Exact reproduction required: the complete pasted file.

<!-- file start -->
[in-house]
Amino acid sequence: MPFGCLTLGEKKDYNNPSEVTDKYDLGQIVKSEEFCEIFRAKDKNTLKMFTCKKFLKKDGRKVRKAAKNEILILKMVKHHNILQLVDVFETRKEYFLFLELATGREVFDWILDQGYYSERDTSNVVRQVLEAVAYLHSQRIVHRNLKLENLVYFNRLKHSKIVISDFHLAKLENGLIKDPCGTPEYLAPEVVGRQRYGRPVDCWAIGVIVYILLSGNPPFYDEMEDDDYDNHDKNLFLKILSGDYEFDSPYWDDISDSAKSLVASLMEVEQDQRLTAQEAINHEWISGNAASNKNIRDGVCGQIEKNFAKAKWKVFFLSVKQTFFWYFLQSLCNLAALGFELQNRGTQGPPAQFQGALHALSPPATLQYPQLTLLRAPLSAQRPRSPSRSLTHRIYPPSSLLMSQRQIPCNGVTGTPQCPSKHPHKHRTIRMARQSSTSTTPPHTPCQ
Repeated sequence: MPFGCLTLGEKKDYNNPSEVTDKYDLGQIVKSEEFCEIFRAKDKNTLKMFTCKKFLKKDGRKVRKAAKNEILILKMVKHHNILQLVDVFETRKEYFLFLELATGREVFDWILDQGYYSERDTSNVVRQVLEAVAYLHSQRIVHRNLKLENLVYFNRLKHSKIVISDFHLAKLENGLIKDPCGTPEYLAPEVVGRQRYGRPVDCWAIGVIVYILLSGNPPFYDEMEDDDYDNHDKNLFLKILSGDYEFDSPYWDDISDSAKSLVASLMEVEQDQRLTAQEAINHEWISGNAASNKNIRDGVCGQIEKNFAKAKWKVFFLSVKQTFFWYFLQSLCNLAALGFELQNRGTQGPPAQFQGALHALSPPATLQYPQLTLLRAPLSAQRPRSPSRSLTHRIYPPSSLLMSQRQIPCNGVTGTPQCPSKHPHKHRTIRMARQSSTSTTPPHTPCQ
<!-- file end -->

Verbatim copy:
[in-house]
Amino acid sequence: MPFGCLTLGEKKDYNNPSEVTDKYDLGQIVKSEEFCEIFRAKDKNTLKMFTCKKFLKKDGRKVRKAAKNEILILKMVKHHNILQLVDVFETRKEYFLFLELATGREVFDWILDQGYYSERDTSNVVRQVLEAVAYLHSQRIVHRNLKLENLVYFNRLKHSKIVISDFHLAKLENGLIKDPCGTPEYLAPEVVGRQRYGRPVDCWAIGVIVYILLSGNPPFYDEMEDDDYDNHDKNLFLKILSGDYEFDSPYWDDISDSAKSLVASLMEVEQDQRLTAQEAINHEWISGNAASNKNIRDGVCGQIEKNFAKAKWKVFFLSVKQTFFWYFLQSLCNLAALGFELQNRGTQGPPAQFQGALHALSPPATLQYPQLTLLRAPLSAQRPRSPSRSLTHRIYPPSSLLMSQRQIPCNGVTGTPQCPSKHPHKHRTIRMARQSSTSTTPPHTPCQ
Repeated sequence: MPFGCLTLGEKKDYNNPSEVTDKYDLGQIVKSEEFCEIFRAKDKNTLKMFTCKKFLKKDGRKVRKAAKNEILILKMVKHHNILQLVDVFETRKEYFLFLELATGREVFDWILDQGYYSERDTSNVVRQVLEAVAYLHSQRIVHRNLKLENLVYFNRLKHSKIVISDFHLAKLENGLIKDPCGTPEYLAPEVVGRQRYGRPVDCWAIGVIVYILLSGNPPFYDEMEDDDYDNHDKNLFLKILSGDYEFDSPYWDDISDSAKSLVASLMEVEQDQRLTAQEAINHEWISGNAASNKNIRDGVCGQIEKNFAKAKWKVFFLSVKQTFFWYFLQSLCNLAALGFELQNRGTQGPPAQFQGALHALSPPATLQYPQLTLLRAPLSAQRPRSPSRSLTHRIYPPSSLLMSQRQIPCNGVTGTPQCPSKHPHKHRTIRMARQSSTSTTPPHTPCQ